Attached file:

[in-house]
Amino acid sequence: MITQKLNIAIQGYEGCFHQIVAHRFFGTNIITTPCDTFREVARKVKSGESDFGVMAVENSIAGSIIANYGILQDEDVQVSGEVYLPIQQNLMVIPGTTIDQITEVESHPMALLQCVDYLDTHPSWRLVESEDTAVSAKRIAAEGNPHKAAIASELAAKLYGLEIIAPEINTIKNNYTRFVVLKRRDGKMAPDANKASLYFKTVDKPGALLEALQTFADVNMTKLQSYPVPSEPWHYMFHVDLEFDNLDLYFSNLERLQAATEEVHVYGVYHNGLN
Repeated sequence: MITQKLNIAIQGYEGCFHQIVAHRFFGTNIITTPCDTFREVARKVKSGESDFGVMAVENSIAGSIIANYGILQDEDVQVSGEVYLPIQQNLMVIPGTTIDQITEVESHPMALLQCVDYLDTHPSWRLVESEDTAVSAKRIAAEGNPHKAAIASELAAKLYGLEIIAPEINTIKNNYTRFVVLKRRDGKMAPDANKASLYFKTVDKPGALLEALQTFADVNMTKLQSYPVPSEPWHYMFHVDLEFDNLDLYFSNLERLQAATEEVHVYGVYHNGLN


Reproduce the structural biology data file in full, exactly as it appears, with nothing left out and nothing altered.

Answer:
[in-house]
Amino acid sequence: MITQKLNIAIQGYEGCFHQIVAHRFFGTNIITTPCDTFREVARKVKSGESDFGVMAVENSIAGSIIANYGILQDEDVQVSGEVYLPIQQNLMVIPGTTIDQITEVESHPMALLQCVDYLDTHPSWRLVESEDTAVSAKRIAAEGNPHKAAIASELAAKLYGLEIIAPEINTIKNNYTRFVVLKRRDGKMAPDANKASLYFKTVDKPGALLEALQTFADVNMTKLQSYPVPSEPWHYMFHVDLEFDNLDLYFSNLERLQAATEEVHVYGVYHNGLN
Repeated sequence: MITQKLNIAIQGYEGCFHQIVAHRFFGTNIITTPCDTFREVARKVKSGESDFGVMAVENSIAGSIIANYGILQDEDVQVSGEVYLPIQQNLMVIPGTTIDQITEVESHPMALLQCVDYLDTHPSWRLVESEDTAVSAKRIAAEGNPHKAAIASELAAKLYGLEIIAPEINTIKNNYTRFVVLKRRDGKMAPDANKASLYFKTVDKPGALLEALQTFADVNMTKLQSYPVPSEPWHYMFHVDLEFDNLDLYFSNLERLQAATEEVHVYGVYHNGLN